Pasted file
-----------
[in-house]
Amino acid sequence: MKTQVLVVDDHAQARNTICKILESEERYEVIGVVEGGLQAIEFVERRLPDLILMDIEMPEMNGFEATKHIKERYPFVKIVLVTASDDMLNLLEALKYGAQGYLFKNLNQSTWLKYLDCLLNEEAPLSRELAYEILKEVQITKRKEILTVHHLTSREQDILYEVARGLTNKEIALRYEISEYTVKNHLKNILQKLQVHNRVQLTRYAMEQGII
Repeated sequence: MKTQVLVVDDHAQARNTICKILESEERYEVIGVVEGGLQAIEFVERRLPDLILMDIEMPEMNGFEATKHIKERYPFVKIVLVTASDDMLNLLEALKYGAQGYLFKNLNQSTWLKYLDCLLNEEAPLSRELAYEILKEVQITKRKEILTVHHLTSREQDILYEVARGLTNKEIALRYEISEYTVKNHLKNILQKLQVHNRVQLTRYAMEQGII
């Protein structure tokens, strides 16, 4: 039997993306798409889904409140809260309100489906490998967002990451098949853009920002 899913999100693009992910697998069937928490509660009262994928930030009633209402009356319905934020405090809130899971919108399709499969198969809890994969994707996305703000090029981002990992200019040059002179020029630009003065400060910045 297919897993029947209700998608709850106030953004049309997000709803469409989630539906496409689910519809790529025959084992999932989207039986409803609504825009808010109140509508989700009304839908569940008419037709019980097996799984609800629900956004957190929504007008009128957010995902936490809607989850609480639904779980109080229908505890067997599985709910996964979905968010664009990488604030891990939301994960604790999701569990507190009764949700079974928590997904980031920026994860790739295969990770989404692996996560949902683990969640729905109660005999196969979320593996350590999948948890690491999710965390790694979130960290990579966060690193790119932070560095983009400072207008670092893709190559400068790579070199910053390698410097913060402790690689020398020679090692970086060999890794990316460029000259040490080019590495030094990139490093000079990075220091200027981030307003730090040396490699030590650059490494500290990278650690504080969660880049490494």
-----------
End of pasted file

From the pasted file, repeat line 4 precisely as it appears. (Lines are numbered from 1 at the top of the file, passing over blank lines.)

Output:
């Protein structure tokens, strides 16, 4: 039997993306798409889904409140809260309100489906490998967002990451098949853009920002 899913999100693009992910697998069937928490509660009262994928930030009633209402009356319905934020405090809130899971919108399709499969198969809890994969994707996305703000090029981002990992200019040059002179020029630009003065400060910045 297919897993029947209700998608709850106030953004049309997000709803469409989630539906496409689910519809790529025959084992999932989207039986409803609504825009808010109140509508989700009304839908569940008419037709019980097996799984609800629900956004957190929504007008009128957010995902936490809607989850609480639904779980109080229908505890067997599985709910996964979905968010664009990488604030891990939301994960604790999701569990507190009764949700079974928590997904980031920026994860790739295969990770989404692996996560949902683990969640729905109660005999196969979320593996350590999948948890690491999710965390790694979130960290990579966060690193790119932070560095983009400072207008670092893709190559400068790579070199910053390698410097913060402790690689020398020679090692970086060999890794990316460029000259040490080019590495030094990139490093000079990075220091200027981030307003730090040396490699030590650059490494500290990278650690504080969660880049490494």